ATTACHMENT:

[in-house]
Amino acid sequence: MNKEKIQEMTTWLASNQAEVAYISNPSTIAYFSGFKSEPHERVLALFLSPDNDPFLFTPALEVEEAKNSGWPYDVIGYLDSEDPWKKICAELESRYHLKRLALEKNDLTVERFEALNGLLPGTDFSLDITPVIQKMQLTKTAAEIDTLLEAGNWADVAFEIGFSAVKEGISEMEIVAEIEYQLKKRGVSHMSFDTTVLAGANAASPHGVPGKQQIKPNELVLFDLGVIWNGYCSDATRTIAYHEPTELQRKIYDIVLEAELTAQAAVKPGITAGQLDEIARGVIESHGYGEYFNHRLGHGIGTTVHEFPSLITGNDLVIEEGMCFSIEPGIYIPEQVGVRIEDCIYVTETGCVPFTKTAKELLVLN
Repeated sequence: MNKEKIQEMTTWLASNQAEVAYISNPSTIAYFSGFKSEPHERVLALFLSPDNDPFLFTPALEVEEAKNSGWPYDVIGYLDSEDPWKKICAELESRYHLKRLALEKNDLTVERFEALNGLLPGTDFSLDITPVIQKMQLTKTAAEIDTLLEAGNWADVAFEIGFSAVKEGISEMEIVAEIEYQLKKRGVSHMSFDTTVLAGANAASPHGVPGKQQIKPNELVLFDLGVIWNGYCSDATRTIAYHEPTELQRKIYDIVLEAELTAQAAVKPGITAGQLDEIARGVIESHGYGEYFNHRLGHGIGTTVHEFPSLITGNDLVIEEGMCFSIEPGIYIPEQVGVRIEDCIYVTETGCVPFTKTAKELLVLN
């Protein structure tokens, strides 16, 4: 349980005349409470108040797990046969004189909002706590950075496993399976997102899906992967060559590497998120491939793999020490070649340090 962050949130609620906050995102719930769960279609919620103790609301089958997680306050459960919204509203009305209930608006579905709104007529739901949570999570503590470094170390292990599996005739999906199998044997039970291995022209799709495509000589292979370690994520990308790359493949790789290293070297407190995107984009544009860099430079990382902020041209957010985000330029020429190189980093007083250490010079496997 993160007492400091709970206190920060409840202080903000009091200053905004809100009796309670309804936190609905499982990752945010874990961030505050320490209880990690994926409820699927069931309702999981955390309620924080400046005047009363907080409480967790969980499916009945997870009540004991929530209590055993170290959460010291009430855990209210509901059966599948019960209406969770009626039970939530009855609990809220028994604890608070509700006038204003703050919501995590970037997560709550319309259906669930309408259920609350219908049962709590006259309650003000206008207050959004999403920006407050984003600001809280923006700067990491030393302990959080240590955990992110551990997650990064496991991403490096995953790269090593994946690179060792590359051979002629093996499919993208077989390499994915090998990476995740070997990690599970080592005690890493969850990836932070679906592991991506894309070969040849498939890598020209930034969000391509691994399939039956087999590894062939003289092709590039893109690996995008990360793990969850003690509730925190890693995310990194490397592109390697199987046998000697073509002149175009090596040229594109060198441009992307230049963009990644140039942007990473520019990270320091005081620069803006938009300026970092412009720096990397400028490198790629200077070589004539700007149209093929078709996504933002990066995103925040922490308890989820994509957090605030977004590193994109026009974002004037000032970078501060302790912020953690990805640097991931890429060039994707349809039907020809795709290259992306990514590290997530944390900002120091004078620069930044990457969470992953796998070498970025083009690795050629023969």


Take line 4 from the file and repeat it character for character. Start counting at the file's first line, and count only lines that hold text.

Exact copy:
């Protein structure tokens, strides 16, 4: 349980005349409470108040797990046969004189909002706590950075496993399976997102899906992967060559590497998120491939793999020490070649340090 962050949130609620906050995102719930769960279609919620103790609301089958997680306050459960919204509203009305209930608006579905709104007529739901949570999570503590470094170390292990599996005739999906199998044997039970291995022209799709495509000589292979370690994520990308790359493949790789290293070297407190995107984009544009860099430079990382902020041209957010985000330029020429190189980093007083250490010079496997 993160007492400091709970206190920060409840202080903000009091200053905004809100009796309670309804936190609905499982990752945010874990961030505050320490209880990690994926409820699927069931309702999981955390309620924080400046005047009363907080409480967790969980499916009945997870009540004991929530209590055993170290959460010291009430855990209210509901059966599948019960209406969770009626039970939530009855609990809220028994604890608070509700006038204003703050919501995590970037997560709550319309259906669930309408259920609350219908049962709590006259309650003000206008207050959004999403920006407050984003600001809280923006700067990491030393302990959080240590955990992110551990997650990064496991991403490096995953790269090593994946690179060792590359051979002629093996499919993208077989390499994915090998990476995740070997990690599970080592005690890493969850990836932070679906592991991506894309070969040849498939890598020209930034969000391509691994399939039956087999590894062939003289092709590039893109690996995008990360793990969850003690509730925190890693995310990194490397592109390697199987046998000697073509002149175009090596040229594109060198441009992307230049963009990644140039942007990473520019990270320091005081620069803006938009300026970092412009720096990397400028490198790629200077070589004539700007149209093929078709996504933002990066995103925040922490308890989820994509957090605030977004590193994109026009974002004037000032970078501060302790912020953690990805640097991931890429060039994707349809039907020809795709290259992306990514590290997530944390900002120091004078620069930044990457969470992953796998070498970025083009690795050629023969």